Now, that's a genre you don't hear a lot about: children's horror. Especially when we're talking about younger children. Youth horror typically consists of a funny picture book about a monster learning to tie his shoes or a mysterious "thump" in the night that turns out to be a puppy. But here are some good examples of books that really try to make "children's horror" a respectable genre.
Neil Gaiman really respects his younger readers. He doesn't pull punches just because the audience for a certain book is going to be read by kids. In fact, The Graveyard Book is a huge hit among adults and teens as well. It's just a really well-written book that is readable by kids who are starting to move into chapter books. And the first line is, "There was a hand in the darkness, and it held a knife." You just know that's gonna be good.
I wasn't allowed to read Goosebumps as a kid, but a lot of my friends did, and they said they were really scary. I've picked up a few at library sales and yard sales here and there over the years, and they were right; they are pretty scary. And there's so many of them in the series, there's something to scare everyone (clowns, dolls, ghosts, werewolves, zombies, mummies...)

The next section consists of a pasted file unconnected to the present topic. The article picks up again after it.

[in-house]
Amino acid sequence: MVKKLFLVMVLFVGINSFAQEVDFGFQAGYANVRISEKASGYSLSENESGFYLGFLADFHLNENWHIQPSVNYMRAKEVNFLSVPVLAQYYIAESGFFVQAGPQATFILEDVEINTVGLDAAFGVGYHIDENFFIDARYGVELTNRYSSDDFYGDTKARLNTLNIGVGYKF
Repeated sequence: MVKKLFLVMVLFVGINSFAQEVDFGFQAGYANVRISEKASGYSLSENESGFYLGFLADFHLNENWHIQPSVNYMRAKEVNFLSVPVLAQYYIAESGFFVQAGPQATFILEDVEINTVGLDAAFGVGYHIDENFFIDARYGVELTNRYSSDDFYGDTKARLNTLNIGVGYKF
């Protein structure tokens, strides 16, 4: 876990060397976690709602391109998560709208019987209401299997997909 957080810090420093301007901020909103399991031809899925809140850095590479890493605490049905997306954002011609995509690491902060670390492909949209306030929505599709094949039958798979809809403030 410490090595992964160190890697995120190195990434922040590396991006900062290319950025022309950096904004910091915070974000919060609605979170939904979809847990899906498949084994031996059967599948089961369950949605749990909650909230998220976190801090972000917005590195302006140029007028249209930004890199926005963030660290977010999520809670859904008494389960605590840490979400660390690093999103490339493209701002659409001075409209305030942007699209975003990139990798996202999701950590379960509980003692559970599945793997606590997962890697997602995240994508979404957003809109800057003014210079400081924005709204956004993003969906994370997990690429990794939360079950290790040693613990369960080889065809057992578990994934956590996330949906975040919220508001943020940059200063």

Roald Dahl, I think, is not given enough credit for being terrifying. He had a way of describing things that made them scary enough that you didn't want to keep reading, but fascinating enough that you had to. Personally, I think The Witches was the best example, but the Vermicious Knids from Charlie and the Great Glass Elevator were so compelling, I would pull that book off the shelf and flip straight to their scenes for an adrenaline rush.
I've never read The Tailypo but I have it on good authority (Goodreads reviews, anyway) that it's the kind of picture book that scares you and then sticks with you. (That's how Slenderman is for me. Crops up when you least expect - and least want - it to.)
When the Tripods Came is one that stuck with me. I read it to take one of those Accelerated Reader tests, and then I wound up reading the series because it was fascinating. (I didn't know at age 11 that it was like War of the Worlds with a few key changes.) I'm pretty sure it was my first invasion book, and I'm also pretty sure I had vivid abduction dreams for a few weeks after I finished it.
What books scared you as a kid? Do you still think they're scary?